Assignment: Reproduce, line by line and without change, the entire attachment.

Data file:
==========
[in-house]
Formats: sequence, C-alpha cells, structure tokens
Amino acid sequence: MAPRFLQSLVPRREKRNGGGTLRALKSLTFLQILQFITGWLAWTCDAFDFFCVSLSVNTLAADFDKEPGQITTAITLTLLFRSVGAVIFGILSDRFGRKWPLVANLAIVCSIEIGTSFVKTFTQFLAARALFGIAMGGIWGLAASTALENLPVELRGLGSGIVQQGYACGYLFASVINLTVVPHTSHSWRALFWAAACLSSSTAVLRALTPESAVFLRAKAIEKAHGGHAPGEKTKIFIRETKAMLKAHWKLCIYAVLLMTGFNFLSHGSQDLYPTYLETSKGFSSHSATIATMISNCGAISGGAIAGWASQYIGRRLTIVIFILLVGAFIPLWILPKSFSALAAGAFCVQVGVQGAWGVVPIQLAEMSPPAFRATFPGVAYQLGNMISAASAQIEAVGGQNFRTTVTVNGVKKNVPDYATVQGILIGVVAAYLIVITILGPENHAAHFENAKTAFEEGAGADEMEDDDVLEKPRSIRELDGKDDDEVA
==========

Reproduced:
[in-house]
Formats: sequence, C-alpha cells, structure tokens
Amino acid sequence: MAPRFLQSLVPRREKRNGGGTLRALKSLTFLQILQFITGWLAWTCDAFDFFCVSLSVNTLAADFDKEPGQITTAITLTLLFRSVGAVIFGILSDRFGRKWPLVANLAIVCSIEIGTSFVKTFTQFLAARALFGIAMGGIWGLAASTALENLPVELRGLGSGIVQQGYACGYLFASVINLTVVPHTSHSWRALFWAAACLSSSTAVLRALTPESAVFLRAKAIEKAHGGHAPGEKTKIFIRETKAMLKAHWKLCIYAVLLMTGFNFLSHGSQDLYPTYLETSKGFSSHSATIATMISNCGAISGGAIAGWASQYIGRRLTIVIFILLVGAFIPLWILPKSFSALAAGAFCVQVGVQGAWGVVPIQLAEMSPPAFRATFPGVAYQLGNMISAASAQIEAVGGQNFRTTVTVNGVKKNVPDYATVQGILIGVVAAYLIVITILGPENHAAHFENAKTAFEEGAGADEMEDDDVLEKPRSIRELDGKDDDEVA